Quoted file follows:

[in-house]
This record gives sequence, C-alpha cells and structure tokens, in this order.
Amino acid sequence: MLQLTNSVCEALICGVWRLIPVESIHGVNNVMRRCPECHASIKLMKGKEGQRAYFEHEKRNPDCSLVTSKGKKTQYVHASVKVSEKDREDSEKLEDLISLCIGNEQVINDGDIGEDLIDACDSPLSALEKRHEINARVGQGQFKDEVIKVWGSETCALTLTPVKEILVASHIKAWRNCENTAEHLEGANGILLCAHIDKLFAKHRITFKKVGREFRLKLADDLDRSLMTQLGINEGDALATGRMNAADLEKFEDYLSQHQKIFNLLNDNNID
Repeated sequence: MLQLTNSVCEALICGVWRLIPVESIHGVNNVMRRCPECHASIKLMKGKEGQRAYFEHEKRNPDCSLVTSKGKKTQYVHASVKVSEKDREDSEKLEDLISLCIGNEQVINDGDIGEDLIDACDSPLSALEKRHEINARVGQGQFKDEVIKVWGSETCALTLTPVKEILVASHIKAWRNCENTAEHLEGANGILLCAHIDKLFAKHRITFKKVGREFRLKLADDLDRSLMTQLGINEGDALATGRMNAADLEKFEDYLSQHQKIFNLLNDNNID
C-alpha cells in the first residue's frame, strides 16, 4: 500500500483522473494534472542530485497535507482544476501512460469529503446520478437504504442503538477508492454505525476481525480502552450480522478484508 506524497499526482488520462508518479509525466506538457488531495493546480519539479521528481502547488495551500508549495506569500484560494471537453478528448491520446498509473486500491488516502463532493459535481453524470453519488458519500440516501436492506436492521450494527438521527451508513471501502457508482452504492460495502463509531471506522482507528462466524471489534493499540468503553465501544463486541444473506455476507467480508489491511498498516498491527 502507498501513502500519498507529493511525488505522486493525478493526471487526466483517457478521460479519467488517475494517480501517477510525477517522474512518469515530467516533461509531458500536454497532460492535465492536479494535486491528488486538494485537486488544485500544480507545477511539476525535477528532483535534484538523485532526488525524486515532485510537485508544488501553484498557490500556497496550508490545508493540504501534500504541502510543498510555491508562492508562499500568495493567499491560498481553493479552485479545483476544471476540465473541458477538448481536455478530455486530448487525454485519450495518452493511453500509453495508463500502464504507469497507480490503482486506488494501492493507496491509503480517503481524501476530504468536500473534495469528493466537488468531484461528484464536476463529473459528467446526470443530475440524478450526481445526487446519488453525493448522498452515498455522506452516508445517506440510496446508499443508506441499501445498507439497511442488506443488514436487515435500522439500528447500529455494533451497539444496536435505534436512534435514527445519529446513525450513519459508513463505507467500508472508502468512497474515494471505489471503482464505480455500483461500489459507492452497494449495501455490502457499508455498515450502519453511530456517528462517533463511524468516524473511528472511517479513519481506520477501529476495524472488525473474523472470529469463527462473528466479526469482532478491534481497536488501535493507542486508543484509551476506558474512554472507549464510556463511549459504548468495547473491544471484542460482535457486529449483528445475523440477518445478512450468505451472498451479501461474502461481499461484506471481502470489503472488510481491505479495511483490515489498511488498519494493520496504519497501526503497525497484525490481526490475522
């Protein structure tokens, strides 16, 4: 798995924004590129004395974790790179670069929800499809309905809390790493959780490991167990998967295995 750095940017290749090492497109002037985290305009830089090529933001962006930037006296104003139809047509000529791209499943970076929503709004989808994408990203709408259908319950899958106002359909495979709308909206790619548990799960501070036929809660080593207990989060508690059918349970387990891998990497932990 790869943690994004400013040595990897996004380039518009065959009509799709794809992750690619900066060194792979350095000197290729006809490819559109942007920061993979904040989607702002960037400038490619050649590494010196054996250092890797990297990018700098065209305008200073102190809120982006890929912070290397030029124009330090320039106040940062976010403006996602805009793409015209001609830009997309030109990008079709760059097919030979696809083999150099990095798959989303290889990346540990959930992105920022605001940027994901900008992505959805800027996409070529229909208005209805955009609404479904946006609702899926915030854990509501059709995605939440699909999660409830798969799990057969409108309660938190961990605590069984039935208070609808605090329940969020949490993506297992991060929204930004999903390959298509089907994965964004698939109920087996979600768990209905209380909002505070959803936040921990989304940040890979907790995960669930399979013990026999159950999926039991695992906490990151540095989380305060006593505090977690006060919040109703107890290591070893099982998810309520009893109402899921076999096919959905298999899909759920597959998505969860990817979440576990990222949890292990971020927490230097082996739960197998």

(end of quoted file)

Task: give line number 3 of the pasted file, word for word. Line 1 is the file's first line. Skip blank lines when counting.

Amino acid sequence: MLQLTNSVCEALICGVWRLIPVESIHGVNNVMRRCPECHASIKLMKGKEGQRAYFEHEKRNPDCSLVTSKGKKTQYVHASVKVSEKDREDSEKLEDLISLCIGNEQVINDGDIGEDLIDACDSPLSALEKRHEINARVGQGQFKDEVIKVWGSETCALTLTPVKEILVASHIKAWRNCENTAEHLEGANGILLCAHIDKLFAKHRITFKKVGREFRLKLADDLDRSLMTQLGINEGDALATGRMNAADLEKFEDYLSQHQKIFNLLNDNNID